Bull longevity can be reduced because of injuries to the penis and prepuce. Bulls with a lazy prepuce or a very pendulous sheath are at a greater risk for these injuries. In some bulls the prepuce may protrude one to two inches below the end of the sheath while in others it may protrude several inches. Pay attention to the frequency and severity of the protrusion of the prepuce; the risk of injury or infection increases as frequency and severity increase.

Cow longevity can also be improved by paying attention to calving ease. A live calf at birth is the first step to having a quality calf to sell at weaning. Additionally, difficult births can lead to uterine trauma which can delay a cow in returning to estrous and conceiving before the end of the breeding season. This can even occur in situations that don’t require assistance if the birth takes longer than normal or requires extra straining. While the focus is mainly on heifers, calving ease should not be overlooked in cows. Fortunately, genetics are available that allow for both calving ease and good growth.

Breed will also impact cow longevity. Brahman and American (e.g. Brangus, Braford, Beefmaster, etc.) cows will generally remain productive longer than British and Continental cows.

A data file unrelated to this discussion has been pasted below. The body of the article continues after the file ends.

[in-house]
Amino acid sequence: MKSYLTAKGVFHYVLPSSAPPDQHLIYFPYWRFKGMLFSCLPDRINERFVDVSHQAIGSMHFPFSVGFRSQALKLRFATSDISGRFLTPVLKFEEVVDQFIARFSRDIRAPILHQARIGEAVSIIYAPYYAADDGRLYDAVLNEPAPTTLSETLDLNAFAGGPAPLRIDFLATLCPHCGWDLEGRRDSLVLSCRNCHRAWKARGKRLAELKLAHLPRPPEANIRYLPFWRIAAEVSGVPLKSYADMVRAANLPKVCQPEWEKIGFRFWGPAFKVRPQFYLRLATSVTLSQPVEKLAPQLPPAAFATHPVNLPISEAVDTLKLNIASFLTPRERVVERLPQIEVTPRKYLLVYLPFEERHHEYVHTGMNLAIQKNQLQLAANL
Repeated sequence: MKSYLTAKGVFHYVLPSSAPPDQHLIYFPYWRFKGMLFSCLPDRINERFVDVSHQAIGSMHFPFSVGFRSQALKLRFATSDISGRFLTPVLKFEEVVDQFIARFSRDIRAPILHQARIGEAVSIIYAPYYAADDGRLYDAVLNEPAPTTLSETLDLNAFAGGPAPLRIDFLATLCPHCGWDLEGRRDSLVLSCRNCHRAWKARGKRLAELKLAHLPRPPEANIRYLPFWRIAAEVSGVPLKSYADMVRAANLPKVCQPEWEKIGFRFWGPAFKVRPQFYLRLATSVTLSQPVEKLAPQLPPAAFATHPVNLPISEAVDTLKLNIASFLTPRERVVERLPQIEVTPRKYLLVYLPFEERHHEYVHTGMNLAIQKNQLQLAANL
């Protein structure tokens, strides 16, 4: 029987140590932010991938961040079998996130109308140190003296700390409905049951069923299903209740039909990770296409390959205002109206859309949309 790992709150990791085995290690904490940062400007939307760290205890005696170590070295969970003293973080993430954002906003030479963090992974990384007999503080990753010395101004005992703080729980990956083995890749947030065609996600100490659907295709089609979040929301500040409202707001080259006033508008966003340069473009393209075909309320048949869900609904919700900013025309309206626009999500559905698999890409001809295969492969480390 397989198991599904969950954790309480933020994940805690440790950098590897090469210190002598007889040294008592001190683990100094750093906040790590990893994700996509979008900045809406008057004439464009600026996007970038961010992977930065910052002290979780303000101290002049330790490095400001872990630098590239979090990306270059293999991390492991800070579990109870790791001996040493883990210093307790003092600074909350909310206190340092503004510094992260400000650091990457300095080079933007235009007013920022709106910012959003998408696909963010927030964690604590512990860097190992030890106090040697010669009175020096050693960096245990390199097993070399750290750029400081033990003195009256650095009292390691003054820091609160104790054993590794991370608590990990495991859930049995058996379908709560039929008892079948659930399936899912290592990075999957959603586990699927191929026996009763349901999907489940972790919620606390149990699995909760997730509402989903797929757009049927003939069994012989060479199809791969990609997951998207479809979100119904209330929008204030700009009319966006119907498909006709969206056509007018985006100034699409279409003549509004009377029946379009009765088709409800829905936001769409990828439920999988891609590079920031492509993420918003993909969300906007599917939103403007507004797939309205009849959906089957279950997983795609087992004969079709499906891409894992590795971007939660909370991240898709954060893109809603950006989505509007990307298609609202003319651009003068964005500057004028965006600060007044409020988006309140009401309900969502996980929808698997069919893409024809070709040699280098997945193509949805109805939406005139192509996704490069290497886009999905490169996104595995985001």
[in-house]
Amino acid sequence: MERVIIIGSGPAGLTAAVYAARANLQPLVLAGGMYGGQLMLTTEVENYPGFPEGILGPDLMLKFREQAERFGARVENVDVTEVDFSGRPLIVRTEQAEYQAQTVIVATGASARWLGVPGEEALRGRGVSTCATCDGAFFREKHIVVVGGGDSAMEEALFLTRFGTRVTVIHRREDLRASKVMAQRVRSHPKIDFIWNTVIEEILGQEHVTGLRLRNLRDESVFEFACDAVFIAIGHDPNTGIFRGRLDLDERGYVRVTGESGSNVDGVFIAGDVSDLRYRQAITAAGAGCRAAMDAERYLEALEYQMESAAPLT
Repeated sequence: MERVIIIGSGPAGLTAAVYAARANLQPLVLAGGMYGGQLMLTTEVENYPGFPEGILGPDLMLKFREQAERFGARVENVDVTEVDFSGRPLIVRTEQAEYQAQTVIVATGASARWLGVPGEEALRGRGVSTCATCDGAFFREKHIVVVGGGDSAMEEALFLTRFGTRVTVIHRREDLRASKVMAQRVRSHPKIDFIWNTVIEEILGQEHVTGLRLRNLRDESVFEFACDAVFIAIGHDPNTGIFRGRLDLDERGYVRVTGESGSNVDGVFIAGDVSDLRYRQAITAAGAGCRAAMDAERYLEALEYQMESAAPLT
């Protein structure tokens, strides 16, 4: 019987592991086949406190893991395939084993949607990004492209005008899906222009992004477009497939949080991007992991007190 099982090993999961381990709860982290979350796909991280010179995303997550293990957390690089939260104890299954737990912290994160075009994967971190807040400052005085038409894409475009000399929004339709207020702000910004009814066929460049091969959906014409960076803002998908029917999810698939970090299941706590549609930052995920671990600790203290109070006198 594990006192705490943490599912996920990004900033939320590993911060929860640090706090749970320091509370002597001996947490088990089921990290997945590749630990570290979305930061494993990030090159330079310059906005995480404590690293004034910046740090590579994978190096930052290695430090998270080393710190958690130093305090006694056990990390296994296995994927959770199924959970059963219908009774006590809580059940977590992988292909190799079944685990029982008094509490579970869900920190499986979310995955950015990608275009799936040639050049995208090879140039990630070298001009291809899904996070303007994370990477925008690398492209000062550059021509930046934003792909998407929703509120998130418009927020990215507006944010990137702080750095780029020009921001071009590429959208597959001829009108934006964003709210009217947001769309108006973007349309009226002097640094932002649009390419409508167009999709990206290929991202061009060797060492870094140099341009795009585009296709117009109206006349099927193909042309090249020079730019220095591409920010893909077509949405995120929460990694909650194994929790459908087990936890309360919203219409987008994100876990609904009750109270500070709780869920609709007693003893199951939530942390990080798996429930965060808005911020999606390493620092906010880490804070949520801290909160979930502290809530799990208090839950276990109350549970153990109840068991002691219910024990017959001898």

As mentioned earlier, reproduction and the ability of a cow to wean an acceptable calf every year is critical to cow longevity. Cow body condition score at calving has a huge impact on pregnancy rates. To optimize pregnancy rates two- and three-year-old females should be in a body condition score of six or greater at calving. Cows four or older should be in a body condition score of five or greater at calving. Cows that are naturally easy fleshing can make it easier to reach these goals. When selecting bulls to sire replacement heifers, pay attention to ultrasound fat thickness. If two bulls have been managed the same but one bull has a 0.15 inches of rib fat and the other bull has 0.30 inches of rib fat, then the bull with more fat will likely sire daughters that are easier fleshing. I am not saying to buy overly fat bulls; but if the bulls have been fed and managed the same, then the fatter ones in the group will likely sire easier fleshing females.

Weaning weight, yearling weight, and marbling scores may be the talk at bull sales, but don’t forget about the traits that can influence cow and bull longevity. Reducing culling rates in a herd through thoughtful selection of breeding stock will have significant impacts on the economic bottom line of the operation.

The images on this page and their content were gathered from various sources such as cattle associations, college and university research, beef education groups, and others. The IBBA does not claim ownership of the images provided on this page.


via source Brangus Online |  Selection Considerations to Improve Longevity

For more information regarding news from the Department of Animal Science, College of Agriculture and Life Sciences, Texas A&M University, please contact Maggie Tucker at or (979) 845-1542.


Comments are closed.